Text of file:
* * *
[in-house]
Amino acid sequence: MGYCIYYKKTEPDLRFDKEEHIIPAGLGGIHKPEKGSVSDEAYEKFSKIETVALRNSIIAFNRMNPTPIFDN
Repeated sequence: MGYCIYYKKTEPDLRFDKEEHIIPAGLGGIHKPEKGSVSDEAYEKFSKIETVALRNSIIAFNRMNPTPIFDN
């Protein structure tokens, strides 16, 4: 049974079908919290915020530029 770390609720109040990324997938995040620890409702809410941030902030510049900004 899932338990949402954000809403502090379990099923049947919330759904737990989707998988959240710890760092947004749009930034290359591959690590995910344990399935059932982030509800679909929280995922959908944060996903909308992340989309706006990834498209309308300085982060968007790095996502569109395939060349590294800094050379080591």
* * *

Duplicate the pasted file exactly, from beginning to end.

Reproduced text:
[in-house]
Amino acid sequence: MGYCIYYKKTEPDLRFDKEEHIIPAGLGGIHKPEKGSVSDEAYEKFSKIETVALRNSIIAFNRMNPTPIFDN
Repeated sequence: MGYCIYYKKTEPDLRFDKEEHIIPAGLGGIHKPEKGSVSDEAYEKFSKIETVALRNSIIAFNRMNPTPIFDN
């Protein structure tokens, strides 16, 4: 049974079908919290915020530029 770390609720109040990324997938995040620890409702809410941030902030510049900004 899932338990949402954000809403502090379990099923049947919330759904737990989707998988959240710890760092947004749009930034290359591959690590995910344990399935059932982030509800679909929280995922959908944060996903909308992340989309706006990834498209309308300085982060968007790095996502569109395939060349590294800094050379080591």